Pollak: Media Ignored Obama, Biden Criticizing Opponents Abroad

Former US vice president Joe Biden (right) and his old boss Barack Obama bonded over eight years in the White House and remain close

President Donald Trump’s critics are up in arms over his criticism of former vice president Joe Biden while abroad in Japan.

They are furious that Trump appeared to agree with North Korean dictator Kim Jong-un; they are also upset at Trump for violating the dictum that “politics stops at the water’s edge.”

It just is the latest example of the media and the opposition re-discovering principles they conveniently shelved for the eight years of Barack Obama’s presidency.

Obama frequently criticized his domestic opponents while abroad — often for the benefit of foreign autocrats. In 2015, for example, while at the G-20 summit in Turkey, Obama blasted Sen. Ted Cruz (R-TX) and other Republicans over their views on the Syrian refugee crisis.

Far from outrage, the media approved of Obama’s criticism: CNN even listed examples of Republican presidential candidates who had come from immigrant backgrounds, to stress Obama’s point.

Obama did the same in the Philippines, claiming Republicans were “they’re scared of widows and orphans coming into the United States of America.”

A few conservative critics raised the “water’s edge” point, but the media said nothing.

Biden himself slammed Trump abroad this year — and even the United States itself — in an address in Germany. “The America I see values basic human decency, not snatching children from their parents or turning our back on refugees at our border. Americans know that’s not right,” Biden said. The American people understand — please, because it makes us embarrassing. The American people know, overwhelmingly, that that’s not right. That’s not who we are.”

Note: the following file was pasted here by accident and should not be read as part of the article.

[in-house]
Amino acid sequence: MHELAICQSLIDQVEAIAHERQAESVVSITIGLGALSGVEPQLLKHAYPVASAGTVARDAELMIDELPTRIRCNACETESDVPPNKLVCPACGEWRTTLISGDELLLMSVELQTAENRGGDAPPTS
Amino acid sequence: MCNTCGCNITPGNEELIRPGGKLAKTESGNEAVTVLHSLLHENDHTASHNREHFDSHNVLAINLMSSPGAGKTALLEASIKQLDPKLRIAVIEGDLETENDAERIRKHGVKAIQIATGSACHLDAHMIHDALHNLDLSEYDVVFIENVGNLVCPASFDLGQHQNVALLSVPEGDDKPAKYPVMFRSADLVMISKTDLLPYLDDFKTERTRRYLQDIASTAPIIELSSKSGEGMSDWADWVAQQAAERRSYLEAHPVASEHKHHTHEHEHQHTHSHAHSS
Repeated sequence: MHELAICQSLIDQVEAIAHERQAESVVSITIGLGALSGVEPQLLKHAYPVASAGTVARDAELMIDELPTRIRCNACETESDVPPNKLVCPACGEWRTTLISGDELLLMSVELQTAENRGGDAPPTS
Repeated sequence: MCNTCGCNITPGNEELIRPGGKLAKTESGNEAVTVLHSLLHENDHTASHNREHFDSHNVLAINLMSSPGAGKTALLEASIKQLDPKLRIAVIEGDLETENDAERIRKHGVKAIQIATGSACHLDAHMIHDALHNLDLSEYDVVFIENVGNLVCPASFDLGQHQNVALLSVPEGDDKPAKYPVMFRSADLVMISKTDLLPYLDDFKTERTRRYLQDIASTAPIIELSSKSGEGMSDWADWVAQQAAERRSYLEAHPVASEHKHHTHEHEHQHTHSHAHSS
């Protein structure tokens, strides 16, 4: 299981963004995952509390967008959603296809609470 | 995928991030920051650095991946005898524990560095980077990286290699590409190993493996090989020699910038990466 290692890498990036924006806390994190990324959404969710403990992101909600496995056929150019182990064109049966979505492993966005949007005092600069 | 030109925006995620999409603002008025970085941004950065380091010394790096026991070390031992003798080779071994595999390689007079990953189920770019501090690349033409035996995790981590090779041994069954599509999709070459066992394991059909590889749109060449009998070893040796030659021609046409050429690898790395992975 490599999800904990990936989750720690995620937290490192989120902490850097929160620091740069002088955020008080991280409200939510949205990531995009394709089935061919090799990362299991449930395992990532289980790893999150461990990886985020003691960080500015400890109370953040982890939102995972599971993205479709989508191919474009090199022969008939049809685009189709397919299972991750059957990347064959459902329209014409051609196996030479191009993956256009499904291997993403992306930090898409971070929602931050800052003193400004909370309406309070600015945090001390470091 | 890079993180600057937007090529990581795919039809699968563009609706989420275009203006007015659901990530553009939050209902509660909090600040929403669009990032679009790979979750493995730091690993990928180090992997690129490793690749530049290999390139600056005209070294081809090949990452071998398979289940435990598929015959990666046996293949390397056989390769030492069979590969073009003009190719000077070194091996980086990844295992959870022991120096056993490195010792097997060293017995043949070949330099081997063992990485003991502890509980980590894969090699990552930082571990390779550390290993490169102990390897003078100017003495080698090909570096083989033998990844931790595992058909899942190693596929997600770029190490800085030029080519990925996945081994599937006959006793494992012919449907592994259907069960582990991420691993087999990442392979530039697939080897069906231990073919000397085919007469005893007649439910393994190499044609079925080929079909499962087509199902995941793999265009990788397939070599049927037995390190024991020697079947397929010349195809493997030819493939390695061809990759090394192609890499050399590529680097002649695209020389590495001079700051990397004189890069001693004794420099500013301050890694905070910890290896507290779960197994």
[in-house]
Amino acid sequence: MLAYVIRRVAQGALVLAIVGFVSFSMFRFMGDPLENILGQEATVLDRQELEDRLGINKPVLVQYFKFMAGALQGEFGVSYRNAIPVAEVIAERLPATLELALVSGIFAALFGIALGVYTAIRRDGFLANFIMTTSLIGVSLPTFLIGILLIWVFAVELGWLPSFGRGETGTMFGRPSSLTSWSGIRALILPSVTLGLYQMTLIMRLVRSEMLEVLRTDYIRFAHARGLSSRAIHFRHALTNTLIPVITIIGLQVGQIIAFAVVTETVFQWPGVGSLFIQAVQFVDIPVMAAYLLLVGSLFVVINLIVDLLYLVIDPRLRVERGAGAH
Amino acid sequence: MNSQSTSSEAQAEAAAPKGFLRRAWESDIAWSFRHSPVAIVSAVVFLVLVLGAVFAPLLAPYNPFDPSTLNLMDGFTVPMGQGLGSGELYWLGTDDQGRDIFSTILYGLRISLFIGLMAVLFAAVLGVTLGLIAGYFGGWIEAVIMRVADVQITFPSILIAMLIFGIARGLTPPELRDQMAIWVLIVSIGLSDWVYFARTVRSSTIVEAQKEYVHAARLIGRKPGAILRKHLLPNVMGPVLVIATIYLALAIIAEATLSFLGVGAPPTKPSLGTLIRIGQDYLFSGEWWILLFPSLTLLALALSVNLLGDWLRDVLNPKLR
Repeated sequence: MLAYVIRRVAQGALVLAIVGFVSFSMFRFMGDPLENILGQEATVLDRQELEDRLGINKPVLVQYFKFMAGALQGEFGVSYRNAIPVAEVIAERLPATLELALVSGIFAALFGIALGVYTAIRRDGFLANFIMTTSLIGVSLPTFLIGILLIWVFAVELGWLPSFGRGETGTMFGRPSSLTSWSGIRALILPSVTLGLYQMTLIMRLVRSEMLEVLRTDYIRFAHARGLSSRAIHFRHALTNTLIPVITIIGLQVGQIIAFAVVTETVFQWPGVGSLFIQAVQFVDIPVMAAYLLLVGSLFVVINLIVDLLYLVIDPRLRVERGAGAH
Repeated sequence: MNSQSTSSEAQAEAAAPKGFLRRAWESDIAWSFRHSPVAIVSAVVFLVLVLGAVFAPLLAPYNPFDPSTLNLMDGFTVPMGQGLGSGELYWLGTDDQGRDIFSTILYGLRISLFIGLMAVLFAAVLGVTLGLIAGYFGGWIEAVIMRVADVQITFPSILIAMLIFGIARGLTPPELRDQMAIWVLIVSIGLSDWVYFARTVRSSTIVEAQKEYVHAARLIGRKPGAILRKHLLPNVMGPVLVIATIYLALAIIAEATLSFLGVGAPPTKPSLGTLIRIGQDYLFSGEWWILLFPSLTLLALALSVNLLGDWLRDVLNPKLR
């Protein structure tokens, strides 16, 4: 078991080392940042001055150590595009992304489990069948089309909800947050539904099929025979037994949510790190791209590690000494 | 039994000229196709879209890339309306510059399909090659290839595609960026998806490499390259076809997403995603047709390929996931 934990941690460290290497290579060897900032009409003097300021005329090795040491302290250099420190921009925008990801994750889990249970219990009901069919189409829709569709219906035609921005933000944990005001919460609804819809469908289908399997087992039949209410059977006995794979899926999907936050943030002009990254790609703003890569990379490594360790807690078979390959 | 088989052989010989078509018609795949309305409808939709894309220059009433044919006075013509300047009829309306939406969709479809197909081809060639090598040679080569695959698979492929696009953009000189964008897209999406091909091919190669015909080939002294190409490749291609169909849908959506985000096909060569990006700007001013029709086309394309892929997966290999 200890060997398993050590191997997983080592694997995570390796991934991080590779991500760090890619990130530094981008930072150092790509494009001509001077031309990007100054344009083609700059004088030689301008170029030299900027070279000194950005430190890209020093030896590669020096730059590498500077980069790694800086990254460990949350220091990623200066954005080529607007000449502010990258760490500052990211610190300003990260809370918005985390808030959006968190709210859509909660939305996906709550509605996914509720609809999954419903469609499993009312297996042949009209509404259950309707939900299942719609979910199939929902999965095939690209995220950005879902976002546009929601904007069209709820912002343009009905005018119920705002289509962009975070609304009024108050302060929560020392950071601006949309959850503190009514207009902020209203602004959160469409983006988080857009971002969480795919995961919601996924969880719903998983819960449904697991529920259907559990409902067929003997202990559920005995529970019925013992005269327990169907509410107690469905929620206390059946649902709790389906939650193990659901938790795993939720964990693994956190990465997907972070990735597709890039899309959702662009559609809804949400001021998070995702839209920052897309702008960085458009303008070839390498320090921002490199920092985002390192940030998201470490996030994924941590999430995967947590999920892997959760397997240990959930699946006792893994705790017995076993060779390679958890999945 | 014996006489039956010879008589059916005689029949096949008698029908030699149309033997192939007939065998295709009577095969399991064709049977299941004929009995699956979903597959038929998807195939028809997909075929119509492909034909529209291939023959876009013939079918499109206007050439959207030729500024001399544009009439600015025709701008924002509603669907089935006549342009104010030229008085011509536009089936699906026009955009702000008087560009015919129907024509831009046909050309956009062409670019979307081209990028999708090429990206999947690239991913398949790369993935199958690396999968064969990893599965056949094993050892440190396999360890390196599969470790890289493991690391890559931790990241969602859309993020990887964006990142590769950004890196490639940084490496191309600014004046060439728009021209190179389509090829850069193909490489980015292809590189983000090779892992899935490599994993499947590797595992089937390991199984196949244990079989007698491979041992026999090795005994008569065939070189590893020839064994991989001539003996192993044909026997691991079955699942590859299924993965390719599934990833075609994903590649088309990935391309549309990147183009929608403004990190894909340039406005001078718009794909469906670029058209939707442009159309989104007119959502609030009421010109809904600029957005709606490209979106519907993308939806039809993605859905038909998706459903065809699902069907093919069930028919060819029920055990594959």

Notably, Obama and Biden protested when President George W. Bush criticized “appeasement” in a speech to Israel’s Knesset in 2008. They interpreted Bush’s comments as a direct criticism of the Obama campaign’s foreign policy. Biden cited the “water’s edge” principle — the one he would conveniently discard once he and Obama were in office.

Biden hinted at that principle again Tuesday though his main complaint was that Trump has an alleged “pattern of embracing autocrats at the expense of our institutions.” It is a criticism that applies more to the Obama-Biden administration than it does to Trump: not only did the previous administration coddle Russia and others, but Biden joined Obama in pursuing a weak nuclear deal that propped up the Iranian regime while circumventing the Senate.

The media spent much of the day Tuesday blasting Trump for his comments — which only came, notably, after a journalist prompted Trump to respond to Kim’s jab at Biden, after Trump had already discussed Kim extensively. Trump took it all in stride, joking on Twitter that he had actually defended Biden by relaying Kim’s insult to Biden as “low IQ individual” rather than a “low IQ idiot.”

But the media’s hypocrisy, though laughable, is worth noting. They hailed Obama as a hero, even as he abused the press; now they say Trump’s criticism is a threat to press freedom. They praised Obama’s abuses of executive power, even wishing he had the autocratic powers of the Chinese communist dictatorship; now they hype phony Democratic claims that Trump is violating the Constitution.

The idea that politics should stop at the water’s edge is a noble principle: it is also one they have never honored — not then, and not today.

Joel B. Pollak is Senior Editor-at-Large at Breitbart News. He is a winner of the 2018 Robert Novak Journalism Alumni Fellowship. He is also the co-author of How Trump Won: The Inside Story of a Revolution, which is available from Regnery. Follow him on Twitter at @joelpollak.


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